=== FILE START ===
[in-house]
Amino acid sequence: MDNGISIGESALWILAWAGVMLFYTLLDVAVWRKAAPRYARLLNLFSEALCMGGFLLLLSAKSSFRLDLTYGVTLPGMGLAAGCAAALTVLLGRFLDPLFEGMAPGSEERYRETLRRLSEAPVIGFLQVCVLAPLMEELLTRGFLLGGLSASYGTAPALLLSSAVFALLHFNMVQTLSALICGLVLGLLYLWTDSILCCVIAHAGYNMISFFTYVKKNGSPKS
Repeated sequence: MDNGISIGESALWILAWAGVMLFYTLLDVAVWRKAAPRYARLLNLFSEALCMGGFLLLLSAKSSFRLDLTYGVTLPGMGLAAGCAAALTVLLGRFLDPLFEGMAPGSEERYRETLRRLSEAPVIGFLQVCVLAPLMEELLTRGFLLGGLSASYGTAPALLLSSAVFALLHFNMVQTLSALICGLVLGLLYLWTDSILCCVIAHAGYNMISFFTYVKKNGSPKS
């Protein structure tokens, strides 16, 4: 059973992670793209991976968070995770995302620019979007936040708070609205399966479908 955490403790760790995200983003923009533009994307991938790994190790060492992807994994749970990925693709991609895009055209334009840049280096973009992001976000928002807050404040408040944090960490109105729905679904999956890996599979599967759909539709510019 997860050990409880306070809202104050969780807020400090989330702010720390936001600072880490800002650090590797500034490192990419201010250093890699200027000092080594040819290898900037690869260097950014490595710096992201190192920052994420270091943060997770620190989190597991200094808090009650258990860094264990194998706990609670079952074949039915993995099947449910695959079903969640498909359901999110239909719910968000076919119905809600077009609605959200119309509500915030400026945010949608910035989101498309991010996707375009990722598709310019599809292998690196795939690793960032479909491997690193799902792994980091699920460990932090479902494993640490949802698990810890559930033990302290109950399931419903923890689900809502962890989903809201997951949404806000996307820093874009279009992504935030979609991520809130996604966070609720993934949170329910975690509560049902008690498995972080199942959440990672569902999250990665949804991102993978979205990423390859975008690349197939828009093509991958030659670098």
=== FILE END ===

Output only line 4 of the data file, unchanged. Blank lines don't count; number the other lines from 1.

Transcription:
């Protein structure tokens, strides 16, 4: 059973992670793209991976968070995770995302620019979007936040708070609205399966479908 955490403790760790995200983003923009533009994307991938790994190790060492992807994994749970990925693709991609895009055209334009840049280096973009992001976000928002807050404040408040944090960490109105729905679904999956890996599979599967759909539709510019 997860050990409880306070809202104050969780807020400090989330702010720390936001600072880490800002650090590797500034490192990419201010250093890699200027000092080594040819290898900037690869260097950014490595710096992201190192920052994420270091943060997770620190989190597991200094808090009650258990860094264990194998706990609670079952074949039915993995099947449910695959079903969640498909359901999110239909719910968000076919119905809600077009609605959200119309509500915030400026945010949608910035989101498309991010996707375009990722598709310019599809292998690196795939690793960032479909491997690193799902792994980091699920460990932090479902494993640490949802698990810890559930033990302290109950399931419903923890689900809502962890989903809201997951949404806000996307820093874009279009992504935030979609991520809130996604966070609720993934949170329910975690509560049902008690498995972080199942959440990672569902999250990665949804991102993978979205990423390859975008690349197939828009093509991958030659670098």